Advice to New Teachers from a 20-Year Veteran (Notice)
This school year marks my 20th year as a teacher. Looking back, I learned some important lessons in my teaching career that I would offer any new teacher. These lessons are especially important during the continuing upheaval of the pandemic, but they will continue to serve you throughout your career.
- Take care of yourself first. In teaching, most of our instincts tell us to be altruistic, altruistic, generous. And while this is a noble set of impulses, burnout is a real danger to good teachers, especially during this late phase of a pandemic that has injected so much uncertainty. You can’t give your best work and your students if you barely hold on. If you are sleep deprived or overworked, it is much more difficult to have patience and understanding. The best teachers are those who take the time to be filled with joy and curiosity outside of the classroom so that they can bring it back to their students.
- Find a mentor. There is no better way to navigate the world of education than with a guide. The best way to find a good mentor is to observe. See what other teachers are doing in their classes. Which have significant links with the students? Who are still energized by work and can still find humor in any situation but are not cynical? What class would you like to be in when you were a student? This is the teacher you want to ask to be your mentor. The sooner you can forge a relationship with a positive role model, the better able you will be to meet the day-to-day challenges of first-grade teaching.
- Consider your reputation. Your professionalism, your teaching methodology, your spirit of collaboration and your willingness to form meaningful relationships are all assets for your teaching career. A colleague always refers to his four math sections saying that it is “four live broadcasts per day”. Students are always watching you closely, they are responding to your energy. Students can sense when you are dishonest, and they can sense if you care. If you are open and honest, you will earn a reputation as someone that other teachers can turn to for help and advice. If you work hard to build relationships with your students, your colleagues and the community will know it too.
- Mental health is physical health. Teaching can be a draining effort, and not in the way a good night’s sleep can heal. Working with children is fun, rewarding and meaningful. But it also means having students who make impulsive decisions, students who have unstable family lives, or a student whose parent may have cancer. After a year and a half of uncertainty created by the pandemic, teachers are facing mental health challenges like never before. The most important part of mental wellness is creating space to process the way you do, feel and react. Just as teachers work on the social and emotional aspects of student development, we also need to make sure that we also model good mental health hygiene.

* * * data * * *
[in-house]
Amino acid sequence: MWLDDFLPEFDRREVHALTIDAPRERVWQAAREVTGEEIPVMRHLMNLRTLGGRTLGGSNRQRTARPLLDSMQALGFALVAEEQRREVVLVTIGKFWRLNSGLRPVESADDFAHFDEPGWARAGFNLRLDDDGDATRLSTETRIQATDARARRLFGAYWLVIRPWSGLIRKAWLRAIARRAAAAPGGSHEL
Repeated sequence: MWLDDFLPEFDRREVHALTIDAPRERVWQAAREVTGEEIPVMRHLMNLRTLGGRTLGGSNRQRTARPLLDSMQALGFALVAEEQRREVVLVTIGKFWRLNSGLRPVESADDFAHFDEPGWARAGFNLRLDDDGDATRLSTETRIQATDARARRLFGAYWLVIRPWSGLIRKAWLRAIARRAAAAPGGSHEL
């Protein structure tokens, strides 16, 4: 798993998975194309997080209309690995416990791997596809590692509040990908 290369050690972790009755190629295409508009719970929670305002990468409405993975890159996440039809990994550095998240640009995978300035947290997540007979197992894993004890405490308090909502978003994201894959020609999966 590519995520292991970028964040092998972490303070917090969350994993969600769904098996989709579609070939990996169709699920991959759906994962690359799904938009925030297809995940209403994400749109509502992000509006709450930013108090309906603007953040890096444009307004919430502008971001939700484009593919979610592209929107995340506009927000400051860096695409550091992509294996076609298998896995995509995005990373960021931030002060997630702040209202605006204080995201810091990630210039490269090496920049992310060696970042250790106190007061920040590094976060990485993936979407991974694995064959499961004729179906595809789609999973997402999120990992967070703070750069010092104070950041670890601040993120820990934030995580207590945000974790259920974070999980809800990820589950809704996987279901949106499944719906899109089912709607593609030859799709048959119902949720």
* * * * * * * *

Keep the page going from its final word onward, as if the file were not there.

- Know your administrators. Teaching can sometimes feel like you are isolated in a crowd. For most of my school day, I am the only person over the age of 12 in my class. This is why I make it a point of honor to have lunch with my colleagues from the 6th grade team. This is also why I make it a point of honor to develop solid relationships with the administrators of my building, my department and the central office. Administrators are not a distant force behind a curtain. Keeping lines of communication clear means that you can have an open dialogue with your supervisors and ask them to be clear with you about their expectations.
- Know your students and their community. COVID-19 has shown us that schools are often the heart of a local community. They provide education, yes, but also meals for many students, a place for civic engagement, extracurricular activities, town halls and polling stations. Many families have suffered the trauma of illness and even death, coupled with job losses, a deportation crisis and the slow pace of the pandemic’s hardships. Knowing the challenges and celebrations of the community you teach is an important aspect of knowing your students.
- Make yourself known to your students. This is sometimes the most difficult advice to follow. Early in my career, older teachers told me things like, “Don’t let them see you smile until November”. Obviously, this advice is stupid. And it doesn’t work. Instead, the students want to know what you are doing. They care about you when you talk about your hobbies, your travels, or even your own experience as a student. I have a photo of myself, my dad and the 2011 Stanley Cup on a bulletin board surrounded by Boston Bruins memorabilia, and this little display has sparked so many interesting conversations with the kids. I like to tell them about my trips to Greece and Italy and about my archaeological digs. I’m talking about my husband and how he finds museums boring when I want to spend hours in one gallery. I told my students about my grade 7 Latin teacher who taught each class like he was a great actor on stage and how he sparked my great love for ancient history. You will find that if you give your students a glimpse of who you are, they will return the favor.
I hope that my fellow teachers, and especially those who are new to the profession, will be able to find the right balance between excellent teaching and self-reliance. But I also want to be clear: we seasoned teachers are also struggling. This pandemic has really rocked us, but we’ve also seen the work get harder and more complex. As of March 2020, nothing has been clearer to me than the fact that we are really all in the same boat, in our classrooms, in our schools and in our communities. I wish you much joy and success this school year, but I want you to also allow growth and setbacks. Over time, all of them make you stronger.